From VOA Learning English, this is IN THE NEWS in Special English.
This week, Americans chose Barack Obama for a second and final four-year term as president. President Obama captured more than three hundred electoral votes, defeating former Massachusetts Governor Mitt Romney. To win the presidency, a candidate needs at least two hundred seventy electoral votes.
Early Wednesday, Mr. Obama noted deep political differences in the country. But he said Americans share certain hopes and dreams. He said they rise or fall together as one nation and one people.
The president won re-election with the same coalition of voters he had in two thousand eight: women, ethnic minorities and young people. Historian Allan Lichtman says Mr. Obama profited from these groups this year.
"Women and minorities put Barack Obama over the top, and there should be a big, huge red-letter warning sign for Republicans that they can't win just with their white Protestant base. We are increasingly becoming a non-white nation."
Alan Lichtman and other observers understand the changes in America's growing population. When Ronald Reagan was elected president in nineteen eighty, whites made up eighty-five percent of the electorate.
This year, polling information showed that seventy-two percent of all voters were white. Thirteen percent of those voting were African-American – the same percentage as four years ago. The Hispanic vote grew from nine percent in two thousand eight to ten percent this year.
Asian-Americans are a fast growing population in the United States. Yet they made up just three percent of the electorate.
Of those asked, ninety-three percent of African Americans reported voting for President Obama. Seventy-one percent of Hispanics said they supported him. Studies also found that over seventy percent of Asian Americans voted for Mr. Obama.
In addition to minorities, both women and young people were more likely to support the president than Mister Romney. Researcher Scott Rasmussen says there is an age difference in American politics. He says people over the age of forty were more likely to support Mister Romney. And, people under forty were more likely to vote for Mister Obama.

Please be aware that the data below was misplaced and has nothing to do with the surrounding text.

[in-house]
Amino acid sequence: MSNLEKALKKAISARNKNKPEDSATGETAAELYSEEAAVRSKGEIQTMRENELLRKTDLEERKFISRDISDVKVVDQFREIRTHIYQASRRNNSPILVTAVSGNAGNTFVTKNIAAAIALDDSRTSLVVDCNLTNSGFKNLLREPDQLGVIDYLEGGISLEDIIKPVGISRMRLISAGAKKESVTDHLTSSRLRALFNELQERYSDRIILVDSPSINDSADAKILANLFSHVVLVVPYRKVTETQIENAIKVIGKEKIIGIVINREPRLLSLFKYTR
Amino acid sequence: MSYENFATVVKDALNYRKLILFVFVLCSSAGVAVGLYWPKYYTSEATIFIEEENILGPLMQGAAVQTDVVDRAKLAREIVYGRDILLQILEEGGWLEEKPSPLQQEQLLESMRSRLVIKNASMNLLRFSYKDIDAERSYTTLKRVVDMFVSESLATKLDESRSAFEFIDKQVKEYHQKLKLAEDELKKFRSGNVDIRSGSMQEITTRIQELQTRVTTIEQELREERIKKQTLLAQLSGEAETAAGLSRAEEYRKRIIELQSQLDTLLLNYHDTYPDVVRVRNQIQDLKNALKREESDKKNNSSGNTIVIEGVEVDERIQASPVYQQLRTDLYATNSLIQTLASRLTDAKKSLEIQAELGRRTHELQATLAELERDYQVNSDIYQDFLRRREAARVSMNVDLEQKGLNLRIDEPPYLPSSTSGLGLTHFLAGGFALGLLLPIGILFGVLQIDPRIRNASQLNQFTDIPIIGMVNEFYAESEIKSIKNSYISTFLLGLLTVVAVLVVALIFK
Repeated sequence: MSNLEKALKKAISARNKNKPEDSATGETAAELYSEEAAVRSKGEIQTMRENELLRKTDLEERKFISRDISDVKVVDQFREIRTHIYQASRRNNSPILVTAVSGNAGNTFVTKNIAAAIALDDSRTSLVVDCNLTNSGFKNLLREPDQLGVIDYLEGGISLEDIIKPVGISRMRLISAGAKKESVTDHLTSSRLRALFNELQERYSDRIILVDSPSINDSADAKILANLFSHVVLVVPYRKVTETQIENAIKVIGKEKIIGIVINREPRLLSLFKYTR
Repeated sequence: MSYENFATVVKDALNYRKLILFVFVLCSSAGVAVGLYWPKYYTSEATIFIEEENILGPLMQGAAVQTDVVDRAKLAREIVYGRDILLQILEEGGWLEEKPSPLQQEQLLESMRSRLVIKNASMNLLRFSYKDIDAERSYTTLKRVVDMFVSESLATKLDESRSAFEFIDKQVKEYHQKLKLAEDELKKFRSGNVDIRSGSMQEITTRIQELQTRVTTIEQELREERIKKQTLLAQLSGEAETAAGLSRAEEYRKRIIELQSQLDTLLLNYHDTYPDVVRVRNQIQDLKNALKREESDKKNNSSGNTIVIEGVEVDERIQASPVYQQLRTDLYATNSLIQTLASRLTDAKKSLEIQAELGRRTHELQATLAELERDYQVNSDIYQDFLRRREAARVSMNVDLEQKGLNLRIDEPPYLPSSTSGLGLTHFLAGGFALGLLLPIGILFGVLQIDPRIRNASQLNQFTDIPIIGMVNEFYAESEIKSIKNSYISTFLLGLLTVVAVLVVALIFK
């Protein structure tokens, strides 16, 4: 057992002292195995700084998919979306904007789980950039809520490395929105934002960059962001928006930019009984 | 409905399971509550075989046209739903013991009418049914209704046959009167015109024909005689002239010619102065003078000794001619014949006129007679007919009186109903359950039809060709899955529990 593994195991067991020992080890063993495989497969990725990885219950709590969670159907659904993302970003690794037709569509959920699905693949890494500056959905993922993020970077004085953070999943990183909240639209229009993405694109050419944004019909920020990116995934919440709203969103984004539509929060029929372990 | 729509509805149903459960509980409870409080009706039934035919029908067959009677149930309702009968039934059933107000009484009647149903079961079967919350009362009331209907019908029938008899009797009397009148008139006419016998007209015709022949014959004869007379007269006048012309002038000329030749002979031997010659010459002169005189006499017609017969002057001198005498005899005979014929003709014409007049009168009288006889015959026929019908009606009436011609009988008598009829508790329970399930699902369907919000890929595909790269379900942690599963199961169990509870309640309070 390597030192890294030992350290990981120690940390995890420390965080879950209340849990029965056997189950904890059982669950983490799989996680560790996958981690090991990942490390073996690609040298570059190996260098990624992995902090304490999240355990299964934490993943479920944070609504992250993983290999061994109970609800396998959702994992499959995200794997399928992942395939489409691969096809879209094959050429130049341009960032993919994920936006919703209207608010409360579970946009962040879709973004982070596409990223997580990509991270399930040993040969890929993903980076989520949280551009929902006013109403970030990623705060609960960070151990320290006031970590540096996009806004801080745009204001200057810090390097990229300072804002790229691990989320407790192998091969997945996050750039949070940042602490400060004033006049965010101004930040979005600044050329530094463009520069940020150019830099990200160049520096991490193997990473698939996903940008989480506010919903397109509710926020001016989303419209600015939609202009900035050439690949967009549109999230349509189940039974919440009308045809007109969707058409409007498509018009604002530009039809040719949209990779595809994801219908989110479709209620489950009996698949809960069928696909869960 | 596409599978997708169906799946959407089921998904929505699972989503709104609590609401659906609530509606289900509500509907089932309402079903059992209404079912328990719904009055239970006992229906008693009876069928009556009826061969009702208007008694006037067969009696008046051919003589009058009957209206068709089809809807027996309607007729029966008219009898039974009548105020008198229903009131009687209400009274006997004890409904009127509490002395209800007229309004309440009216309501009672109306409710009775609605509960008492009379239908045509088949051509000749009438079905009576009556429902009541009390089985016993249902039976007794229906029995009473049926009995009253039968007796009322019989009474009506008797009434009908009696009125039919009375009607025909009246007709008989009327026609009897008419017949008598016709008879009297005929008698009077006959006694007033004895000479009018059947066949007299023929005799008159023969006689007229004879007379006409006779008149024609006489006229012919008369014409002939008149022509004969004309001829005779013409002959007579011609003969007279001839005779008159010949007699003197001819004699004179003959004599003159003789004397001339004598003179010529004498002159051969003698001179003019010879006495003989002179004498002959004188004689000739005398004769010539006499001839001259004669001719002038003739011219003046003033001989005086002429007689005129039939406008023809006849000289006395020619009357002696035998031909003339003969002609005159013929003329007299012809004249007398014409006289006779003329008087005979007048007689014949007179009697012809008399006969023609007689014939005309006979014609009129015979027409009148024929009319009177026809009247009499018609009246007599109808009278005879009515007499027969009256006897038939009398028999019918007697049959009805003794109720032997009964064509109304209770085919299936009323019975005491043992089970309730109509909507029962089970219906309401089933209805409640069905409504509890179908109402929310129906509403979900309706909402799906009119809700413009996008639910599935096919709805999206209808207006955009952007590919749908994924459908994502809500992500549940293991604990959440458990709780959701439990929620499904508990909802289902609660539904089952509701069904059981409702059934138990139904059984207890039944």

The president is facing a number of difficult issues as he prepares for his second term. They include the size of the federal budget deficit.
Mr. Obama and Congress will have to bury political differences to solve what is being called "the fiscal cliff." In his first official speech since being re-elected, the president said he is calling on congressional leaders for talks at the White House next week. They will discuss how to avoid the required spending cuts and tax increases that would affect all American workers on January first.
"What the American people are looking for is cooperation, their looking for consensus, they're looking for common sense. Most of all they want action. I intend to deliver for them in my second term. And I expect to find willing partners in both parties. So let's get to work."
In the elections Tuesday, Republicans lost a few seats in the House of Representatives, but not enough to lose their majority. Mr. Obama's Democratic Party still controls the Senate.